Dr David Gething
Whenever animals eat food we take in nutrients, energy, fibre, vitamins and minerals. These elements are used by the body to grow and repair, but if there are very high or low levels of certain nutrients problems can result. Poorly balanced pet diets are often very high in magnesium and phosphorus, and when these minerals are released into the bladder they can crystallise and form stones. Over time these stones grow and can eventually become very large - up to the size of an orange. Bladder stones cause irritation and discomfort to the bladder, and can cause blockage of the urine leaving the bladder. This is a potentially life threatening problem.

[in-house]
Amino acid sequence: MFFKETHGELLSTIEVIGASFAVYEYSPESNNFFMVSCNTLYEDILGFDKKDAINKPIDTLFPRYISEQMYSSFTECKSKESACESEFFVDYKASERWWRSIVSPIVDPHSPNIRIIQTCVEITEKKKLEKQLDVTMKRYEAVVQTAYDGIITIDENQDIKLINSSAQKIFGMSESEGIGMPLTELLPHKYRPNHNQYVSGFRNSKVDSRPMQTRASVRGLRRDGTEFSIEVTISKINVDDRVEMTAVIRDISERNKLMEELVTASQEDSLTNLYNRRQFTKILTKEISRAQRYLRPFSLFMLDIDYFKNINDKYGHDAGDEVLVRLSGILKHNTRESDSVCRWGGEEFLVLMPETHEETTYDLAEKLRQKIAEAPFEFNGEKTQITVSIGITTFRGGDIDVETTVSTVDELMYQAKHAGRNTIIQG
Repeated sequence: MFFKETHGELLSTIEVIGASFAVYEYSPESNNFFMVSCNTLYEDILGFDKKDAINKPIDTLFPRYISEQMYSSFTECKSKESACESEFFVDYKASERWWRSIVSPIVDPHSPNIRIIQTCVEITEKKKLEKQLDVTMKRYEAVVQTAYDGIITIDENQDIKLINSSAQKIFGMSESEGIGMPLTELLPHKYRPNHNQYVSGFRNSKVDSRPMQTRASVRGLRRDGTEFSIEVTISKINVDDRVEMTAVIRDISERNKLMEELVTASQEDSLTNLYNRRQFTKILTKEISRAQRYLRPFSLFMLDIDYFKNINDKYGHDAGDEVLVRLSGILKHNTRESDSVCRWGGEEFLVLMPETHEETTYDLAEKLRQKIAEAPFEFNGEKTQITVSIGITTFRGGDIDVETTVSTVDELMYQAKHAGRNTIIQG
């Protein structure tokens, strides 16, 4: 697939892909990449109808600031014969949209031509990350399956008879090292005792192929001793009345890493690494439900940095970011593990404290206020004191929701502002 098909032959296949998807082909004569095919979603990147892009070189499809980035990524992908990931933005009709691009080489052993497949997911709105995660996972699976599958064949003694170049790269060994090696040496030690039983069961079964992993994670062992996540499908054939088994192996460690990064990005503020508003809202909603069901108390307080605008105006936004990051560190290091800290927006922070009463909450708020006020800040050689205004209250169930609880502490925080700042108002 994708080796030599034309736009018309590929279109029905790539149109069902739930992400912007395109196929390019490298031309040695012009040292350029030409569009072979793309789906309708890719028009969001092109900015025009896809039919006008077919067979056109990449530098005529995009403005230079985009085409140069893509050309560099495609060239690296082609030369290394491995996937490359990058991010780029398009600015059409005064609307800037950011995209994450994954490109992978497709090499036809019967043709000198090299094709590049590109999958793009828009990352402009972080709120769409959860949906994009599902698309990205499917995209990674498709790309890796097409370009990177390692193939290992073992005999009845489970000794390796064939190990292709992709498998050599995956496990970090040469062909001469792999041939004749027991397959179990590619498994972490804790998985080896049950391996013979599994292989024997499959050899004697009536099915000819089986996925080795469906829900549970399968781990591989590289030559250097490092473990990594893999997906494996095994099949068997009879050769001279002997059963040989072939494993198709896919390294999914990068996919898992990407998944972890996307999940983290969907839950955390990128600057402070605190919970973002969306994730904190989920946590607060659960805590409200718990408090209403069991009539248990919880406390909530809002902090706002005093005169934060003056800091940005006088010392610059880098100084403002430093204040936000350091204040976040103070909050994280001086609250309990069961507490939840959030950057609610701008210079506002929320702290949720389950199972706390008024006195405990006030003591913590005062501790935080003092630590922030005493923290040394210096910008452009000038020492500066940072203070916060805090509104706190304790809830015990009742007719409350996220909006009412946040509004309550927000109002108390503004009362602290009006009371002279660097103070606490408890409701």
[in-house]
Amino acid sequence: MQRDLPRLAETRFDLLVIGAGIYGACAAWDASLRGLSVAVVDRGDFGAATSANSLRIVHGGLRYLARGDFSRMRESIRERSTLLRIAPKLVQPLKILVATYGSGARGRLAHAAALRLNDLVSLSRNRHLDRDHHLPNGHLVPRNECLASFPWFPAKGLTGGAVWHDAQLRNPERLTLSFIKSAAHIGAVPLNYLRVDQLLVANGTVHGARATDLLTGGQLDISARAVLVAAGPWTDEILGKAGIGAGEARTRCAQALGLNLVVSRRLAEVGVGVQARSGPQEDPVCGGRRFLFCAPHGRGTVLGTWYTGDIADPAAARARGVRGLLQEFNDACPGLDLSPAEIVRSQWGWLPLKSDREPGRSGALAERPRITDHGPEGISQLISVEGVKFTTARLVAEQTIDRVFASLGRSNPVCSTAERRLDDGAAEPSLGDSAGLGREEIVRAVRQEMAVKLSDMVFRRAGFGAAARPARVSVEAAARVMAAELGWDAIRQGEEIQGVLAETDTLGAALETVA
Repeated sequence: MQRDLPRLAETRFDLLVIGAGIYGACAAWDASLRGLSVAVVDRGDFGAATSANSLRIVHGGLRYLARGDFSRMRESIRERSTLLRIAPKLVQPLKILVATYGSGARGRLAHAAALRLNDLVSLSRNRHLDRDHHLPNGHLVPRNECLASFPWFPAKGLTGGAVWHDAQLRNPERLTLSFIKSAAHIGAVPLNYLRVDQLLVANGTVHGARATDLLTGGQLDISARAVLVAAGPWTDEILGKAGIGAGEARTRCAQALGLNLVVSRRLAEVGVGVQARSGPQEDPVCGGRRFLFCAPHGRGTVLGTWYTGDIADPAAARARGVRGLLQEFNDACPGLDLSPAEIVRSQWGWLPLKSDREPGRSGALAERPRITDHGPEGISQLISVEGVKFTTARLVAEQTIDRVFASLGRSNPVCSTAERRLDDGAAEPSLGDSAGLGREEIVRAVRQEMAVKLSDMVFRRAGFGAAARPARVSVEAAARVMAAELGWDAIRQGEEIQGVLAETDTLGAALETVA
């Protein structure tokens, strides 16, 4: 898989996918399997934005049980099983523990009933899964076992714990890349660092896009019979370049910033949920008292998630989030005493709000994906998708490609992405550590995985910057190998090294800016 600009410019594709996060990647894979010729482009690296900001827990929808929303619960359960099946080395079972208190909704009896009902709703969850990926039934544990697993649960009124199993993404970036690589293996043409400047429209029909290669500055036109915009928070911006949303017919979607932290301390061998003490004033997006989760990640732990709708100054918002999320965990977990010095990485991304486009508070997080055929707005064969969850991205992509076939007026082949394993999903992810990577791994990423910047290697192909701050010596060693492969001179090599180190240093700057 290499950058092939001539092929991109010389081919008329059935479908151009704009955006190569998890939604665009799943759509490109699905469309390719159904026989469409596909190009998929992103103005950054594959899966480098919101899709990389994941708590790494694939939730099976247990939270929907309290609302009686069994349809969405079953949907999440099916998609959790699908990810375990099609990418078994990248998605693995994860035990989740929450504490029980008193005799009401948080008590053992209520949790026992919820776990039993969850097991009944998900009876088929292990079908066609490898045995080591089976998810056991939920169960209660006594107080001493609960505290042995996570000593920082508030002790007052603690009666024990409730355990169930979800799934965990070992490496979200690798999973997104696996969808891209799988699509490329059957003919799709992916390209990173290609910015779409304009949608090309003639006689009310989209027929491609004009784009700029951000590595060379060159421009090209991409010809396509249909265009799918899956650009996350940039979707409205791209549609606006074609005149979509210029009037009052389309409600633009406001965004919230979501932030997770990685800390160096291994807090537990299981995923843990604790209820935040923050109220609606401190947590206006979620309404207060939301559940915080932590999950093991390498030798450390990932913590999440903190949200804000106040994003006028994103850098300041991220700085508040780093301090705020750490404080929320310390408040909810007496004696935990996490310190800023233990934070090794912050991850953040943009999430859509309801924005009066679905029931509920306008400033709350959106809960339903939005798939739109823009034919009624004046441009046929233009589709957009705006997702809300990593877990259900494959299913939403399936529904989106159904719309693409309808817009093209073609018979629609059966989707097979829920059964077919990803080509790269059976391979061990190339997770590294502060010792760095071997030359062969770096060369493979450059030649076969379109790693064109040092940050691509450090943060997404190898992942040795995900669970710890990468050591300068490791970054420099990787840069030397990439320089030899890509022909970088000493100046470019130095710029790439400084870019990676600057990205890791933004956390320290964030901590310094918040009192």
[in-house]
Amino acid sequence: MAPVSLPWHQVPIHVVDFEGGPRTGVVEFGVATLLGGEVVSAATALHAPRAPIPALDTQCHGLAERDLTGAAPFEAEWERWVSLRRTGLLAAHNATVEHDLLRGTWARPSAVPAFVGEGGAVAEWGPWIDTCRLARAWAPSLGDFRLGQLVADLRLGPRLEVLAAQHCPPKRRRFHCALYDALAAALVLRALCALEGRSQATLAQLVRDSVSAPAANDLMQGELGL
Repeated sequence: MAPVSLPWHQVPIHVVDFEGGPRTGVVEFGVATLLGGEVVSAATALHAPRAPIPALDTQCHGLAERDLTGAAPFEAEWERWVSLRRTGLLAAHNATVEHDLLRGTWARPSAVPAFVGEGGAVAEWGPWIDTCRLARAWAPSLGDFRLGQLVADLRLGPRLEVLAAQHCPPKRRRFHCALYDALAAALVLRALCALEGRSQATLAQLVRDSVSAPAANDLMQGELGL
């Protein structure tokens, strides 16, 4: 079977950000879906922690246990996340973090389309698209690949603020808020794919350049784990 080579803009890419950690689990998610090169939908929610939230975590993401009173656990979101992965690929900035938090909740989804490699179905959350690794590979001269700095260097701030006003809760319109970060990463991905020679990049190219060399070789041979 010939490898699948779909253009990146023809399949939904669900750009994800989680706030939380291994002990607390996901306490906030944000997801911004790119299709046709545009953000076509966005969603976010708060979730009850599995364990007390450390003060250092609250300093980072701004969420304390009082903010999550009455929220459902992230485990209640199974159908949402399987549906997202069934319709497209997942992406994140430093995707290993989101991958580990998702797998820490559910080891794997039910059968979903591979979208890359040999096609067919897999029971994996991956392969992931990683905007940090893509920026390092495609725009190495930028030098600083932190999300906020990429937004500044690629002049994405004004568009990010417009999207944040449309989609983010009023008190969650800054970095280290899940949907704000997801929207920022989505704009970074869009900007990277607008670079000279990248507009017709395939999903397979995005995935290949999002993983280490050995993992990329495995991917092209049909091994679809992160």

Common signs of bladder stones include blood in the urine, passing small amounts of urine frequently or difficulty urinating. If you see any of these signs please let us know. During examination our vets will externally feel for stones, and in some cases an x-ray or ultrasound may be required. Animals with stones usually need to have them removed surgically, and are then placed on a special diet to prevent new stones from forming. This is a very treatable problem but if left unchecked it can become extremely serious.
Presentation Pet Bladder Stones – 4.4MB PDF